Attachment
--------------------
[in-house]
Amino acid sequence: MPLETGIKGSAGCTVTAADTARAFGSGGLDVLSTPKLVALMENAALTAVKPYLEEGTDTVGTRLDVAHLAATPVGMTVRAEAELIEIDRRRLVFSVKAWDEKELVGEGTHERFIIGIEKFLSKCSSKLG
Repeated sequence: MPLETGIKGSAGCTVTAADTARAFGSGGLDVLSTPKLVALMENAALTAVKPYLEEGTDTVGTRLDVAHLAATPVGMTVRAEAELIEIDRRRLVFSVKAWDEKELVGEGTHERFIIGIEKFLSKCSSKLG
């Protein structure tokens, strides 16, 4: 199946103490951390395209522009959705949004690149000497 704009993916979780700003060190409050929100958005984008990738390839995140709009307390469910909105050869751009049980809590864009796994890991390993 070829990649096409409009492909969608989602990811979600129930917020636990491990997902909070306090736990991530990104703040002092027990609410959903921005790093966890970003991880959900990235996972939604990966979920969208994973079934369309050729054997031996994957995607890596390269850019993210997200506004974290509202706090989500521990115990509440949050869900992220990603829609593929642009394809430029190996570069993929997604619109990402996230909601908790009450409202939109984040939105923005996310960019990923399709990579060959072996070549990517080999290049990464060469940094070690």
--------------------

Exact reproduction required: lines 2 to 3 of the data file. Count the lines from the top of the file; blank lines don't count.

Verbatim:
Amino acid sequence: MPLETGIKGSAGCTVTAADTARAFGSGGLDVLSTPKLVALMENAALTAVKPYLEEGTDTVGTRLDVAHLAATPVGMTVRAEAELIEIDRRRLVFSVKAWDEKELVGEGTHERFIIGIEKFLSKCSSKLG
Repeated sequence: MPLETGIKGSAGCTVTAADTARAFGSGGLDVLSTPKLVALMENAALTAVKPYLEEGTDTVGTRLDVAHLAATPVGMTVRAEAELIEIDRRRLVFSVKAWDEKELVGEGTHERFIIGIEKFLSKCSSKLG